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Beyond the Field

John Richard Behee (Ph.D. Ed., U-M, 1970) is an athletic historian who interviewed 28 African American U-M athletes between 1969 and 1974 as part of the research for his book, Hail to the Victors. Published in 1974, Victors was a pioneering study of race and athletics in its day, and remains the starting point for research on the topic at U-M.

Behee’s interviews cover athletes from 1922 (William DeHart Hubbard) to 1971 (Godfrey Murray). The stories he captured showcase a University struggling with integration as well as athletes persevering in their sports in spite of great obstacles. For example, tennis player Henry Graham couldn’t gain entrance to the same Minneapolis hotel as his teammates in 1928. Willis Ward discusses his experience and the notorious Georgia Tech game of 1934, when Georgia Tech refused to play U-M if Ward took the field. (Click here to listen to a clip of Ward discussing the game.)

The Bentley Historical Library has made these oral histories available digitally as part of its new Digital Media Library.

Click the slideshow below for a sampling of the interviews. Following the slideshow is a full list of interviewees and links to their powerful and newly digitized audio histories.

Kenneth Burnley competed in track for U-M from 1961-1964. "I ended up being the first black coach ever at the University of Michigan, period, in any sport. This, at the time, I did not particularly care for, it made me feel sick that this was 1968 and [that] this should have to occur in 1968, I felt was ridiculous. In other words, I did not feel it was an honor, personally.”
Richard Cephas competed in track for U-M from 1958-1961. “Our fraternity, Kappa Alpha Psi, had a few parties, but the absence of black students in general and females in particular was really discouraging. Fortunately, Eastern Michigan University in nearby Ypsilanti had some black coeds and Detroit was only 45 miles away if you had a car.”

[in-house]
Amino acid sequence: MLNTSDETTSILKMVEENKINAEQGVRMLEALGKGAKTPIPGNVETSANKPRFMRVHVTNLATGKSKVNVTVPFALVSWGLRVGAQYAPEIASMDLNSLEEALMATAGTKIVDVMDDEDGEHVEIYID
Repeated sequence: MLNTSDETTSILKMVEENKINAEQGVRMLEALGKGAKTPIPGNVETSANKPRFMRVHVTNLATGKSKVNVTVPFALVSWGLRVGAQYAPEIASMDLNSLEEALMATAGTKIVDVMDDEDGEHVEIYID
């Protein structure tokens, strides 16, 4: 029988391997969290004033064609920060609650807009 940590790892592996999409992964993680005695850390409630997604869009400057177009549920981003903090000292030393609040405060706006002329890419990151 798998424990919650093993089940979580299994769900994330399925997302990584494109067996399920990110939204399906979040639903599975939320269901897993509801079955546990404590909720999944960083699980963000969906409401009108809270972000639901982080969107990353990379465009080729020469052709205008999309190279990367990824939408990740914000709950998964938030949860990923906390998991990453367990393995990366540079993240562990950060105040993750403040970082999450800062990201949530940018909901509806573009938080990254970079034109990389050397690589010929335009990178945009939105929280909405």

John Codwell competed in basketball for U-M from 1951-1954 and baseball in 1951. “We wrote to the University of Michigan indicating my interest in participating in athletics, particularly basketball, and suggested to the university that we were aware of the fact that black athletes, especially in basketball, had not participated to any extent, and that we would hope that every opportunity would be extended to me to participate.”
Henry Graham played tennis for U-M in 1928. “We arrived at night and were to play the University of Minnesota the next day. The captain of the team was told by the night clerk that Negroes could not stay in the hotel. If I stayed, all the guests would walk out. The captain came to me and said, ‘Graham, we’ve got a problem.’”
William DeHart Hubbard competed in track for U-M from 1923-1925. “It wasn’t very fashionable for blacks to attend college. Very few of my boyhood playmates and chums went past high school. I was the only black on the Michigan track team for those four years and rarely competed against others, even in national meets.”
Willis Ward competed in football for U-M from 1932 to 1934, and track from 1933 to 1935. “On several occasions, [coach Harry] Kipke took off his coat and was prepared to fight those who bitterly opposed having a Negro play for Michigan.”
G. Anderson White competed in diving for U-M from 1953-1955. “[Gymnastics captain Bill Winkler] invited me to the Grosse Pointe Yacht Club to work out. I’ll never forget it. His mother called to apologize saying it was private club and they hadn’t made the preparations for a permit. It was always the same old story.”


Interviews are listed chronologically by date of each athlete’s U-M career.

hubbard-dehartWillliam DeHart Hubbard, track, 1922-1925, Cincinnati, OH
Sept. 26, 1970 (tape no. 16)